Spill Proof Construction
Xeptors are the only coin acceptors designed to shed spilled liquid. The enclosure sports a tongue & groove slide on lid and wire exit ports designed to shed falling liquids. There are no exposed card edges, and no gaping holes for wires and pots like you see on our competitor's units. We just keep all of that sticky conductive liquid out so that we don't shut down, we don't need someone to dry it off before it starts working again, and we don't create any false credits.

 


Full-Open Coin Release
Stop digging bent coins out of comparators with screwdrivers that just rip them up. Even those half-flap acceptors require the screwdriver treatment now and then. Only IDX Xeptors are deigned to fully open on your command. There is no longer a need to remove the coin acceptor from the bracket to take care of coin jam problems. A full opening coin acceptor also makes for much easier maintenance when cleaning is required.

 


 Auto-Tune Technology
Sensor Automatic Gain Control
Each of the optical diameter
sensors and credit sensors have built in automatic gain control that provides them with the ability to track changes in light transmission that may be caused by dirt or film build up in the coin chute, or by aging of the LEDs over time. This design feature assures you care-free reliable sensing under normal and abnormal circumstances. Field experience in tens of thousands of installations have demonstrated the care free stability of this design over years of operation.  

The sensor calibration information shown on the System Report is only there for technical troubleshooting, but shows an indication of the relative signal strength of the optical beams as determined on a regular interval while the Xeptor is in idle mode. The information is then used when coins are deposited to adjust circuit gain and timing algorithms to keep readings consistent over a very broad range of operation..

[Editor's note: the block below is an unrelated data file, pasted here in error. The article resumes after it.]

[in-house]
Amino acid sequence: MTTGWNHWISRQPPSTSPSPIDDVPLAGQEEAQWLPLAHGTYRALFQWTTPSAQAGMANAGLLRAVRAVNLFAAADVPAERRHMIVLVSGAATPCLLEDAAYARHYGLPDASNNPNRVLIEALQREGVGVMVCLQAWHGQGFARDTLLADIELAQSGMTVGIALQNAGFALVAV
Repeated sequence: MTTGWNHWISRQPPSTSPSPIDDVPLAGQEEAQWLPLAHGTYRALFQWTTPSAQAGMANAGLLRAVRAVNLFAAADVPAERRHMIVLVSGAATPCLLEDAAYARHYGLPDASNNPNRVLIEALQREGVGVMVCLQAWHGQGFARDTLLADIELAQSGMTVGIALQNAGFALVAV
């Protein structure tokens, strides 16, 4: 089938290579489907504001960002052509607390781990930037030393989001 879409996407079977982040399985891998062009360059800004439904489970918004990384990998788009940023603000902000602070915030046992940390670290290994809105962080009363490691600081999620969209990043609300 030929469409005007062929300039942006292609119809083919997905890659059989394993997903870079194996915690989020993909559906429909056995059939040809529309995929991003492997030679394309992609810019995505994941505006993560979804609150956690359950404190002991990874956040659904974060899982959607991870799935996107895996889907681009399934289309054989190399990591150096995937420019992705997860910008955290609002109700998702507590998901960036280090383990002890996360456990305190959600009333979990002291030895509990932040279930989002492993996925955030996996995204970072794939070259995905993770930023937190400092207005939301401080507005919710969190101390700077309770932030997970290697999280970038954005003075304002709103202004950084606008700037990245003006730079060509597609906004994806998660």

Temperature Compensated Sensing
The IDX Xeptors have been designed to incorporate temperature sensing capability to compensate the inductive metal sensors over a broad range of temperatures. All metal, including the sensor coils, and other electronic components in electronic circuits have inherent property variations over temperature. To ensure stability over a broad range of operating temperatures, the Xeptor circuits have been carefully characterized and corresponding algorithms have been put in place to compensate for the temperature characteristics of the circuits and result in metal alloy readings that are consistent at any temperature. Having consistency over temperature is fundamentally important to maintaining both a high acceptance rate and high security over the span of operating temperatures.  

Long Term Drift Compensation
Xeptors track the long term average of good coins deposited and will automatically make fine tuning adjustments to any parameters that are not well centered on their acceptance windows. The algorithm only makes fine tuning changes if it is clear that it really is a fine tune adjustment not related to any possible attack on the system with slugs. The advantage of this system is that it self adjusts the coin parameters if the parameters learned were just a wee bit off center so that the discrimination windows are optimally centered and provide the best acceptance rate for good coins and best rejection rate for bad coins. Additionally, as the system ages, if for any reason there is mechanical or electrical drift that slightly alters the average reading of good coins, the Xeptor will automatically stay centered and continue to perform like a champ.